Wednesday, November 08, 2006

On Lieberman's Future -- updated and bumped

As I write this, it looks very much like the Republicans have lost the Senate. Of course, as recounts in Montana and Virginia proceed, it's conceivable that either Conrad Burns or George Allen will pull out a win, and give the Senate back to the GOP.

For that reason, this is the perfect time for Joe Lieberman to switch parties - if he's going to. If he switches today (or simply announces his intent to back a Republican for Majority Leader), he could name his price - Chairmanship of the Homeland Security and Government Affairs Committee, or whatever else he might want. If he waits for things to become clearer in Montana and Virginia, it might be that Republicans do keep the Senate, and his support won't be worth as much.

I no longer think Lieberman will do it, but it seems to me that it is absolutely the right play for him. And while he has given assurances in the last week that he would stay with the Democrats, he could certainly finesse his change of heart. He might say that he is concerned that the prospect of Democratic control of both the House and Senate - which was unexpected just 24 hours ago - could seriously undermine the conduct of the War on Terror, and it requires him to vote for a Republican for Majority Leader of the Senate.

I heard Lieberman on Imus this morning, and when Imus told him to take revenge on the Democrats who betrayed him, Lieberman answered 'Well, revenge is a dish best served cold.' That could certainly be read to indicate that he was about to stab his 'fellow Democrats' in the back, but I assume he did not intend to imply that.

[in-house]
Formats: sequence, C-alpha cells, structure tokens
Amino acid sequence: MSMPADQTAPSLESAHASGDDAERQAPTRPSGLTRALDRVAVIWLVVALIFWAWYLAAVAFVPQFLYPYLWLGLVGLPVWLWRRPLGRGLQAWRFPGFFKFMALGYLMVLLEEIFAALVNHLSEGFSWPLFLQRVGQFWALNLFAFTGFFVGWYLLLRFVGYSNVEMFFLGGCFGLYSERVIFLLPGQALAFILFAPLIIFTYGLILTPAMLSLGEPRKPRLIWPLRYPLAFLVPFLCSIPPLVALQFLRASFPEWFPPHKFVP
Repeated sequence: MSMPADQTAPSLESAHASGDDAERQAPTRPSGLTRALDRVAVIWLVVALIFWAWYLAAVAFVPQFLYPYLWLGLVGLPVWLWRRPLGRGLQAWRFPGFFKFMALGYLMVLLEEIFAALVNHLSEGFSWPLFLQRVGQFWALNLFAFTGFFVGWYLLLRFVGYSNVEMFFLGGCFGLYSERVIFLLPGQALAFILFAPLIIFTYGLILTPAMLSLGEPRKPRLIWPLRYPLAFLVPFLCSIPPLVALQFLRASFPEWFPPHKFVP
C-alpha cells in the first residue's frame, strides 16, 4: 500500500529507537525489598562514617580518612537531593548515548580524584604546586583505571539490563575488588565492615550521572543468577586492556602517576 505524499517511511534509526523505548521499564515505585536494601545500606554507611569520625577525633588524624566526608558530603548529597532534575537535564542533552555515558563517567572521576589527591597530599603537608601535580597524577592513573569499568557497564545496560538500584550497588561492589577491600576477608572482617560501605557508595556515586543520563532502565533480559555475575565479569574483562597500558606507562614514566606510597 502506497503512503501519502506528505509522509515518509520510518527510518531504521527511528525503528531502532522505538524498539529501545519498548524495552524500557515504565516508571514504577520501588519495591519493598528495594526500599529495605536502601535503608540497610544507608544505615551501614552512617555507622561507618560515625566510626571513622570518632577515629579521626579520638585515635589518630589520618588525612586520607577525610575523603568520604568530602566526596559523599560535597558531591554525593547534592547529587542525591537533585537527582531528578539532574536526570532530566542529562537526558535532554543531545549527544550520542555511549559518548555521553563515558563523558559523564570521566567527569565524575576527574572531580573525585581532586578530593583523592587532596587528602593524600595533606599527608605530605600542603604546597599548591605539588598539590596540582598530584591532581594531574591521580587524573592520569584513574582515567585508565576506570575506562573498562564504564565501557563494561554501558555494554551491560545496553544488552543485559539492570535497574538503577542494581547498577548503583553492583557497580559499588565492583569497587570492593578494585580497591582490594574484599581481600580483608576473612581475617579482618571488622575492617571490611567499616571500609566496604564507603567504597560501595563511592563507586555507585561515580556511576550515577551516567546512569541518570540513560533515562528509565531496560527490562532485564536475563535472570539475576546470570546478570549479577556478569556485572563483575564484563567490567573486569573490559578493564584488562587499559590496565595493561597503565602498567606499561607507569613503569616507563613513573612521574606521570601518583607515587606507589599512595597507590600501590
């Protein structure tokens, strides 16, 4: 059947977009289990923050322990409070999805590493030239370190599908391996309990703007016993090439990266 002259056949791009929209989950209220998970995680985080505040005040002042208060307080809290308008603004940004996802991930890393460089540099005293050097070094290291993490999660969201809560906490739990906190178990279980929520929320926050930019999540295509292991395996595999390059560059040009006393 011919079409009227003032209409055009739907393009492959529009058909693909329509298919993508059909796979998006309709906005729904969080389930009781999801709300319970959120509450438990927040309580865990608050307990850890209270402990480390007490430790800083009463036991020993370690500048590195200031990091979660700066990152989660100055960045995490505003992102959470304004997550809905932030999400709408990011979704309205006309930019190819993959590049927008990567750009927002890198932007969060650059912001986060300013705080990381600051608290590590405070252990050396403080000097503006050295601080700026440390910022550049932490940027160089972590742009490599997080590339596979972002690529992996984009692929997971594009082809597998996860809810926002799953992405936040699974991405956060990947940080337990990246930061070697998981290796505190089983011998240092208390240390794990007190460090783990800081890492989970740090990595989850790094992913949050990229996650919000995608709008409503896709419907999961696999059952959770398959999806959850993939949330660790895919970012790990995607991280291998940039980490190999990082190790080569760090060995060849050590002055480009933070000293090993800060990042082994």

Update: Lieberman seems committed to showing the Democrats more loyalty than they showed him; he apparently gave assurances that he would stay with them. The only caveat is the question of whether Frank Lautenberg will win support for his challenge to Lieberman's seniority.

Note too, that I am not the only one questioning the wisdom of this course of action. New America's Steve Clemons wonders:

Joe Lieberman's victory creates complexities in the Senate becaue I take him at his word that he is finished with organized corralling of his voting. He will stay with the Dem caucus in order to maintain his seniority -- but I think that the days that he is a "trusted" member of the Dem team are over -- and Lieberman and Dems need to see whether trust and common purpose can be rebuilt and whether that effort would be worthwhile.

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